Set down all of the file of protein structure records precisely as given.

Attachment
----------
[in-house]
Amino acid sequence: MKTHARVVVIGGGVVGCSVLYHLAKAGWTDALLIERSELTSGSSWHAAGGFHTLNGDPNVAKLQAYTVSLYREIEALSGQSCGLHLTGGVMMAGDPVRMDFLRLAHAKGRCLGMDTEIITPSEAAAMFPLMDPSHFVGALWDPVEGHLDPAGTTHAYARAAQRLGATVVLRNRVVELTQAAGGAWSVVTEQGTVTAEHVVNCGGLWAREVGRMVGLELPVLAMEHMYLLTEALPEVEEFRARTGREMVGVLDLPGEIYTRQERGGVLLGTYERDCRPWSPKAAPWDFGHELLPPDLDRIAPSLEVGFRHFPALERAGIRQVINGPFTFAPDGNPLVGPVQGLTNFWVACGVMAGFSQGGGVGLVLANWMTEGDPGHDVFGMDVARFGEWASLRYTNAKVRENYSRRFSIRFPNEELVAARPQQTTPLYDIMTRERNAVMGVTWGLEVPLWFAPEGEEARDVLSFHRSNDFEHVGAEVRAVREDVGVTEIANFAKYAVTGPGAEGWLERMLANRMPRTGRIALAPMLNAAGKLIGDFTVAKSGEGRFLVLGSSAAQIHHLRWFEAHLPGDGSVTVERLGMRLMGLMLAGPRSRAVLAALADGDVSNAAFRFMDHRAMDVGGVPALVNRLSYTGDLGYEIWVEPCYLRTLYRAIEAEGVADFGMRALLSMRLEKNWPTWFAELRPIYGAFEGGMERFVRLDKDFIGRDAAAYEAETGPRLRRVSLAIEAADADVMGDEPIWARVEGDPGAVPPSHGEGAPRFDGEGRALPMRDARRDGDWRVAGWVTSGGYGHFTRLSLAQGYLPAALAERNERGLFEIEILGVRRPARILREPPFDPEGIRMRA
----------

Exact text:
[in-house]
Amino acid sequence: MKTHARVVVIGGGVVGCSVLYHLAKAGWTDALLIERSELTSGSSWHAAGGFHTLNGDPNVAKLQAYTVSLYREIEALSGQSCGLHLTGGVMMAGDPVRMDFLRLAHAKGRCLGMDTEIITPSEAAAMFPLMDPSHFVGALWDPVEGHLDPAGTTHAYARAAQRLGATVVLRNRVVELTQAAGGAWSVVTEQGTVTAEHVVNCGGLWAREVGRMVGLELPVLAMEHMYLLTEALPEVEEFRARTGREMVGVLDLPGEIYTRQERGGVLLGTYERDCRPWSPKAAPWDFGHELLPPDLDRIAPSLEVGFRHFPALERAGIRQVINGPFTFAPDGNPLVGPVQGLTNFWVACGVMAGFSQGGGVGLVLANWMTEGDPGHDVFGMDVARFGEWASLRYTNAKVRENYSRRFSIRFPNEELVAARPQQTTPLYDIMTRERNAVMGVTWGLEVPLWFAPEGEEARDVLSFHRSNDFEHVGAEVRAVREDVGVTEIANFAKYAVTGPGAEGWLERMLANRMPRTGRIALAPMLNAAGKLIGDFTVAKSGEGRFLVLGSSAAQIHHLRWFEAHLPGDGSVTVERLGMRLMGLMLAGPRSRAVLAALADGDVSNAAFRFMDHRAMDVGGVPALVNRLSYTGDLGYEIWVEPCYLRTLYRAIEAEGVADFGMRALLSMRLEKNWPTWFAELRPIYGAFEGGMERFVRLDKDFIGRDAAAYEAETGPRLRRVSLAIEAADADVMGDEPIWARVEGDPGAVPPSHGEGAPRFDGEGRALPMRDARRDGDWRVAGWVTSGGYGHFTRLSLAQGYLPAALAERNERGLFEIEILGVRRPARILREPPFDPEGIRMRA